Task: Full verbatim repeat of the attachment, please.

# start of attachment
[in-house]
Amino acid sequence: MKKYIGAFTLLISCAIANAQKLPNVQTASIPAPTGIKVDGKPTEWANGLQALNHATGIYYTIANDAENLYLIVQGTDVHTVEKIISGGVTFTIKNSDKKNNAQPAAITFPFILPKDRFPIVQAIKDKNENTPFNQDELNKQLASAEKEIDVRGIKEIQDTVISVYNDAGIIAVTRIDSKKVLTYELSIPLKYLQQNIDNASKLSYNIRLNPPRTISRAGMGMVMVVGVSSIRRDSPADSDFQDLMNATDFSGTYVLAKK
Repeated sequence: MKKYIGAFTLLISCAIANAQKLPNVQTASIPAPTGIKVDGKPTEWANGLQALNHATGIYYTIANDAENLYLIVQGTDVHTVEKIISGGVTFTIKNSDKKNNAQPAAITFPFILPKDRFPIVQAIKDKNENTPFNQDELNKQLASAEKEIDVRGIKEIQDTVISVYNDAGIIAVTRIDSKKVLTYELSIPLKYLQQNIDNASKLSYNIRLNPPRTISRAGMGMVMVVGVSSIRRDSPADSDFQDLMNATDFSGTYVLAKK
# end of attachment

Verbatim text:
[in-house]
Amino acid sequence: MKKYIGAFTLLISCAIANAQKLPNVQTASIPAPTGIKVDGKPTEWANGLQALNHATGIYYTIANDAENLYLIVQGTDVHTVEKIISGGVTFTIKNSDKKNNAQPAAITFPFILPKDRFPIVQAIKDKNENTPFNQDELNKQLASAEKEIDVRGIKEIQDTVISVYNDAGIIAVTRIDSKKVLTYELSIPLKYLQQNIDNASKLSYNIRLNPPRTISRAGMGMVMVVGVSSIRRDSPADSDFQDLMNATDFSGTYVLAKK
Repeated sequence: MKKYIGAFTLLISCAIANAQKLPNVQTASIPAPTGIKVDGKPTEWANGLQALNHATGIYYTIANDAENLYLIVQGTDVHTVEKIISGGVTFTIKNSDKKNNAQPAAITFPFILPKDRFPIVQAIKDKNENTPFNQDELNKQLASAEKEIDVRGIKEIQDTVISVYNDAGIIAVTRIDSKKVLTYELSIPLKYLQQNIDNASKLSYNIRLNPPRTISRAGMGMVMVVGVSSIRRDSPADSDFQDLMNATDFSGTYVLAKK